“Aravot” notes in an editorial that the brutal break-up of the April 2004 opposition rally in Yerevan did not trigger an outburst of popular indignation against the ruling regime. “The most important lesson of that night is that we ourselves showed the authorities that they can cope with us the way they want to,” says the paper.
According to “Haykakan Zhamanak,” when Robert Kocharian says that the toppled regimes in Georgia, Ukraine and Kyrgyzstan were “weak” he first of all means that they did not dare use force against peaceful demonstrators. The paper sees Kocharian’s latest public comments as a reaffirmation of his readiness to react harshly to further challenges against his rule.
“Hayots Ashkhar” denounces the creation on Tuesday of a coalition of several non-governmental organizations critical of the Armenian authorities. The new grouping called Bekum (Breakthrough) will strive to promote a revolution in Armenia. The pro-Kocharian paper claims that the venue of its founding congress, the American University of Armenia, was not accidental. It says the United States had a hand in all of the ex-Soviet revolutions, helping the oppositionists find external sources of funding. “They do not even hide in the White House that they have invested $50 million in Kyrgyzstan in the past year, while the Ukrainian oranges cost them about $65 million.”
“Azg” reports on Tuesday’s rally by youth organizations in support of the banned A1+ television station. One of the speakers, Levon Barseghian, told participants that the channel critical of the authorities will not be allowed to resume broadcasts as long as Kocharian remains in power. The paper says the protesters agreed with that conclusion.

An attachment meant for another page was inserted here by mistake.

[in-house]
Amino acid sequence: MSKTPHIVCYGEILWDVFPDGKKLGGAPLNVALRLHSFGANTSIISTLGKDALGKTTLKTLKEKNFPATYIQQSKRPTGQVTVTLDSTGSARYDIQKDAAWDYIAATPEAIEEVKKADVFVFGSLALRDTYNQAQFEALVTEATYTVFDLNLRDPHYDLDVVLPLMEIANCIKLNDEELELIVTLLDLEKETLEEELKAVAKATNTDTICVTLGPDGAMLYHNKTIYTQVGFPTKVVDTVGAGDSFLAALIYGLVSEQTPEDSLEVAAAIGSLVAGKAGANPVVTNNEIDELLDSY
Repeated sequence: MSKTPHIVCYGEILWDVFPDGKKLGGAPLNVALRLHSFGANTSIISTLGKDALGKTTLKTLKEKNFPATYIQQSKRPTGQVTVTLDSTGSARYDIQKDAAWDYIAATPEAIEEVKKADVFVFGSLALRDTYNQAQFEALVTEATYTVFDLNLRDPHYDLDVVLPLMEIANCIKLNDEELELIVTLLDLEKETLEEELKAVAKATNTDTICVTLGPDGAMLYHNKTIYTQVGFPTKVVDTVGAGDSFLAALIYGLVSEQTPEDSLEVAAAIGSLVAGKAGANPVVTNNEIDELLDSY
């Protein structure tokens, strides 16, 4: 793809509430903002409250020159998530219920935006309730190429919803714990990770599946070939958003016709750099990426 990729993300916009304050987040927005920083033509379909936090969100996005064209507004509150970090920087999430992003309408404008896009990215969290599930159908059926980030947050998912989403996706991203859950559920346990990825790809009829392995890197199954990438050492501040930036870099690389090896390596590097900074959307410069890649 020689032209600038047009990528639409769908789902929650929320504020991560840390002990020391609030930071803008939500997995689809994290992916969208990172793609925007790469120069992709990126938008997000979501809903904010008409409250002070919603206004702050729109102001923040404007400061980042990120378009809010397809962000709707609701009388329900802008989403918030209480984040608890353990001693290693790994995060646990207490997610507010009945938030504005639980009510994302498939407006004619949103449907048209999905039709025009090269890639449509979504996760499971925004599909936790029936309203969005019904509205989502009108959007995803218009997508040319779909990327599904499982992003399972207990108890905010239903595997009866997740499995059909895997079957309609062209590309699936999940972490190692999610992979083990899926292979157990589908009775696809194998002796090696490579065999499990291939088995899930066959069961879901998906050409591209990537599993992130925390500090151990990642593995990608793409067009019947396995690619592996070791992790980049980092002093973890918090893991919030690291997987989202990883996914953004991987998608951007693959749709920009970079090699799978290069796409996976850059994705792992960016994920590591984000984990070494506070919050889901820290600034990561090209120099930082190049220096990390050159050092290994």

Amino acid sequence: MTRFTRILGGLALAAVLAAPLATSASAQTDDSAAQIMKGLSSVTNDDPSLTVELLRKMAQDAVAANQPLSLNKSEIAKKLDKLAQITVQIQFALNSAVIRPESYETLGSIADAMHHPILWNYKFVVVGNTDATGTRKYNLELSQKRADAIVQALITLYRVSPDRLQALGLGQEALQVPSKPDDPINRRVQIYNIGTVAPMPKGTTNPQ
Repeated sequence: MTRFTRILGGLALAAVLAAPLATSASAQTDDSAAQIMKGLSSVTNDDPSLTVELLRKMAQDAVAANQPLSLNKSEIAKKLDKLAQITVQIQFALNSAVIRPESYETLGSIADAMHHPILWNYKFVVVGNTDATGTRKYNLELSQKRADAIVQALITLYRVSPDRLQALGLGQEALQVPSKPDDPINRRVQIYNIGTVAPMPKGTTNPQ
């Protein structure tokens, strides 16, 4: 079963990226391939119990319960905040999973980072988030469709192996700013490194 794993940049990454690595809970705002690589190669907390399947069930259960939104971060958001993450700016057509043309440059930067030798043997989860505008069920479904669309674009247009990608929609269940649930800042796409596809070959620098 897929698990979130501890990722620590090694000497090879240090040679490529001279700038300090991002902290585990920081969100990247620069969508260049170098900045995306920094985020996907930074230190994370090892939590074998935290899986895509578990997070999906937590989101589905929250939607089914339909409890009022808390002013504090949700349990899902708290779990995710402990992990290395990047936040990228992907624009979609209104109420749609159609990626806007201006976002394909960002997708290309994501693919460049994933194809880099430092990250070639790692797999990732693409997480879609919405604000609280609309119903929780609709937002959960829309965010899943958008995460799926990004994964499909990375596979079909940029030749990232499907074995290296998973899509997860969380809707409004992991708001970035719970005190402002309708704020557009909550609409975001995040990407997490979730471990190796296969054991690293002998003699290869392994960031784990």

“All political forces are afraid,” writes “Haykakan Zhamanak.” “Forces representing the government are afraid of a repeat of the Georgian-Ukrainian-Kyrgyz events in Armenia as well as of each other. The opposition is afraid of a repeat of the Moldova revolution in Armenia and Robert Kocharian’s and Serzh Sarkisian’s third [presidential] run. All of them together fear a certain unclear process which they consider inevitable.”
“Haykakan Zhamanak” claims in a separate report that Sarkisian is making “methodical” efforts to succeed Kocharian as president. The paper says that given Russia’s growing geopolitical weakness Sarkisian is keen to secure the West’s support for his presidential ambitions, concluding that he has reason to expect such backing.